New research from LEO Co-Founder Bill Evans shows first-of-its-kind evidence of the fiscal case for the U.S. Refugee Resettlement Program.
A common argument for scaling back the U.S. refugee program is a fiscal one: that it places an undue financial burden on governments at all levels. This concern is reflected in Section 10(b) of the January 27th, 2017 Executive Order from the Trump administration concerning the refugee program when it requires that the “…Secretary of State shall, within one year of the date of this order, provide a report on the estimated long-term costs of the USRAP (United States Refugee Admissions Program) at the Federal, State, and local levels.
By their 10th year in the US, refugees are cost-neutral.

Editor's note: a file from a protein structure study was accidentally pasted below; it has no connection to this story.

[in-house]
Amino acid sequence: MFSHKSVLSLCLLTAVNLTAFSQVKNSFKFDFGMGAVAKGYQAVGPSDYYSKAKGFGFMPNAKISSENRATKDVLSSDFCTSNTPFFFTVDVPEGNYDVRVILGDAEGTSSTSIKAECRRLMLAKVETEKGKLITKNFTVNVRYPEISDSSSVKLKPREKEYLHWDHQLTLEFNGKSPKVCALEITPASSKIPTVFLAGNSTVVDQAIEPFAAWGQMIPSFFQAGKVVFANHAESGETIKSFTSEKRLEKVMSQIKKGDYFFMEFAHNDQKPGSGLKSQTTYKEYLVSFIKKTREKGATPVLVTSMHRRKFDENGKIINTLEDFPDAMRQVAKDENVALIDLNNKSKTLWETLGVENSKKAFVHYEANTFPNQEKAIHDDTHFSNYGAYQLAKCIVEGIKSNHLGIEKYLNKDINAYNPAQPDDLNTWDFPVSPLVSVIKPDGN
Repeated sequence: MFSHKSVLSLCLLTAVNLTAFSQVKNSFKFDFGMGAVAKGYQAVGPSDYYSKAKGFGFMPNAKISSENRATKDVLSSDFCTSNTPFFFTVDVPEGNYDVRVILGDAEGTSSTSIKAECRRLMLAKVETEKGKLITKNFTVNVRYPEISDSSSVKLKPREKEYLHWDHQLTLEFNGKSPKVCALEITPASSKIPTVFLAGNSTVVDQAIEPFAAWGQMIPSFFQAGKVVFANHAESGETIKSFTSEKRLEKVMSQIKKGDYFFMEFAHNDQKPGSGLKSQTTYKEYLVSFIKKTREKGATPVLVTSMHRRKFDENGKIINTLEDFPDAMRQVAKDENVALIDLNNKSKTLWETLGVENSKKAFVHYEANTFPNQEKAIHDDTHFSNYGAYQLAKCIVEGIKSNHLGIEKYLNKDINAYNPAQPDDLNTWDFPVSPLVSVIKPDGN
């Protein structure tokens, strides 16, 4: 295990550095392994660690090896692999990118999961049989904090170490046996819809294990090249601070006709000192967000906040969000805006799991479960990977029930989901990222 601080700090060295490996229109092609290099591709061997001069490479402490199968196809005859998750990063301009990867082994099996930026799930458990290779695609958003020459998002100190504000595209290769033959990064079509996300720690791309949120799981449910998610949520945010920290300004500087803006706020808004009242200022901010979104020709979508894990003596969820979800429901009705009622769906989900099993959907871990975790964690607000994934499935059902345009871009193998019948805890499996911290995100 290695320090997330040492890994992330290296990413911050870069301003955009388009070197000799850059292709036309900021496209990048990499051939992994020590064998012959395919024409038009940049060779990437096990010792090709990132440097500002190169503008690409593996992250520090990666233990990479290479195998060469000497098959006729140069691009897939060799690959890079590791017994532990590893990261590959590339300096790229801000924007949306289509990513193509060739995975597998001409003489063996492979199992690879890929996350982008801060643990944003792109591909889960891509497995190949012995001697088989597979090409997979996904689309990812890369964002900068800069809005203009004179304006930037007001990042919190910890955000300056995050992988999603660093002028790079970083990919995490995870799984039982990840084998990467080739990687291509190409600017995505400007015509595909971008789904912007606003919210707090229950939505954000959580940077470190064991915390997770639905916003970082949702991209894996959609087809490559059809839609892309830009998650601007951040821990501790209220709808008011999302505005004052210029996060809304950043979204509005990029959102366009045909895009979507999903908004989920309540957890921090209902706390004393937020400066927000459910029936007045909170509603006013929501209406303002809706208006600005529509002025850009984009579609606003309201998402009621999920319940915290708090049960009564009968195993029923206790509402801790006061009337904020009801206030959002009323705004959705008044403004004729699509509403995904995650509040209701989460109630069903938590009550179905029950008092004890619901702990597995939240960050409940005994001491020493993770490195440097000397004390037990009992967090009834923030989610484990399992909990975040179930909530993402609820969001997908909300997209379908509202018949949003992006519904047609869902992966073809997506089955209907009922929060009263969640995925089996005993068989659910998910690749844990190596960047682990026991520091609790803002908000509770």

Summing over 20 years, they pay $21,195 more in taxes than benefits received.
These discussions of the program costs ignore entirely the benefits of the refugee program. Most refugees enter the US workforce and become taxpayers so these fiscal benefits should be added to the equation as well. Estimating the net benefits of the refugee program is difficult because most current economic and demographic surveys do not distinguish refugees from other immigrants and the Federal data on refugees that does exist does not have long term outcomes. In this brief, we outline how to identify a group with a high fraction of refugees in the American Community Survey. As we demonstrate, this group is broadly representative of all refugees resettled to the US over the 1990-2014 period. In this sample, we then examine the economic outcomes of refugees over a 20-year period. Our results suggest that most refugees that enter as children do as well as native born US residents in education attainment and earnings. We then estimate the transfers to and taxes paid by adult refugees that enter at ages 18-45 over their first 20 years in the US. Our results suggest that in present value, the taxes paid by this group exceed support received by $21,200.